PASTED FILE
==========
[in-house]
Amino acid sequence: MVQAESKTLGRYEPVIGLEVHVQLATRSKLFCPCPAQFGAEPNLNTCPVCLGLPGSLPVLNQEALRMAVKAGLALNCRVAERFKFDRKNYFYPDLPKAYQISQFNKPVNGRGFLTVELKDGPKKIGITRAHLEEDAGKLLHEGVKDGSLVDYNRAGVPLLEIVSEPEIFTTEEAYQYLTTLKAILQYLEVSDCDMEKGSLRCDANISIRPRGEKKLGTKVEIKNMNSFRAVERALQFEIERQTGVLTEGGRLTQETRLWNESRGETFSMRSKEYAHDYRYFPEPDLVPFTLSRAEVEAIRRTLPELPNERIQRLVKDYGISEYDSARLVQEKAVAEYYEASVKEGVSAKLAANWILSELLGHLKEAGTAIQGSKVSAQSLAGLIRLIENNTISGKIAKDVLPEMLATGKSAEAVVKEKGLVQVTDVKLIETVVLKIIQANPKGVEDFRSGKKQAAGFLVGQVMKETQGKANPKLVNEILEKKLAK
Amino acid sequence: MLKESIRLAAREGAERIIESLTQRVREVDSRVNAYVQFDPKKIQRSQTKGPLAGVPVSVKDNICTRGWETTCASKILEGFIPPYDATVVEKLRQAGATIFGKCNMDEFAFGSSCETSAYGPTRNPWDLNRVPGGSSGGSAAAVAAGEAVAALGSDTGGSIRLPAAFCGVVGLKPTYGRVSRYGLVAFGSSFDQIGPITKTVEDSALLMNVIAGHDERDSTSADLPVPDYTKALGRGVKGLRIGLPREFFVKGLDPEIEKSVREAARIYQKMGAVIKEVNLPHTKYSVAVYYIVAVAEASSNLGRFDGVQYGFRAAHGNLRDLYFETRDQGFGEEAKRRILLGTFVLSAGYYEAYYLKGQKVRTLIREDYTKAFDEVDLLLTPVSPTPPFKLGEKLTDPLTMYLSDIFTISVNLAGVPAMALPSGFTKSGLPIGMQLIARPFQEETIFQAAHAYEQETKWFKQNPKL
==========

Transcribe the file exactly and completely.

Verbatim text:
[in-house]
Amino acid sequence: MVQAESKTLGRYEPVIGLEVHVQLATRSKLFCPCPAQFGAEPNLNTCPVCLGLPGSLPVLNQEALRMAVKAGLALNCRVAERFKFDRKNYFYPDLPKAYQISQFNKPVNGRGFLTVELKDGPKKIGITRAHLEEDAGKLLHEGVKDGSLVDYNRAGVPLLEIVSEPEIFTTEEAYQYLTTLKAILQYLEVSDCDMEKGSLRCDANISIRPRGEKKLGTKVEIKNMNSFRAVERALQFEIERQTGVLTEGGRLTQETRLWNESRGETFSMRSKEYAHDYRYFPEPDLVPFTLSRAEVEAIRRTLPELPNERIQRLVKDYGISEYDSARLVQEKAVAEYYEASVKEGVSAKLAANWILSELLGHLKEAGTAIQGSKVSAQSLAGLIRLIENNTISGKIAKDVLPEMLATGKSAEAVVKEKGLVQVTDVKLIETVVLKIIQANPKGVEDFRSGKKQAAGFLVGQVMKETQGKANPKLVNEILEKKLAK
Amino acid sequence: MLKESIRLAAREGAERIIESLTQRVREVDSRVNAYVQFDPKKIQRSQTKGPLAGVPVSVKDNICTRGWETTCASKILEGFIPPYDATVVEKLRQAGATIFGKCNMDEFAFGSSCETSAYGPTRNPWDLNRVPGGSSGGSAAAVAAGEAVAALGSDTGGSIRLPAAFCGVVGLKPTYGRVSRYGLVAFGSSFDQIGPITKTVEDSALLMNVIAGHDERDSTSADLPVPDYTKALGRGVKGLRIGLPREFFVKGLDPEIEKSVREAARIYQKMGAVIKEVNLPHTKYSVAVYYIVAVAEASSNLGRFDGVQYGFRAAHGNLRDLYFETRDQGFGEEAKRRILLGTFVLSAGYYEAYYLKGQKVRTLIREDYTKAFDEVDLLLTPVSPTPPFKLGEKLTDPLTMYLSDIFTISVNLAGVPAMALPSGFTKSGLPIGMQLIARPFQEETIFQAAHAYEQETKWFKQNPKL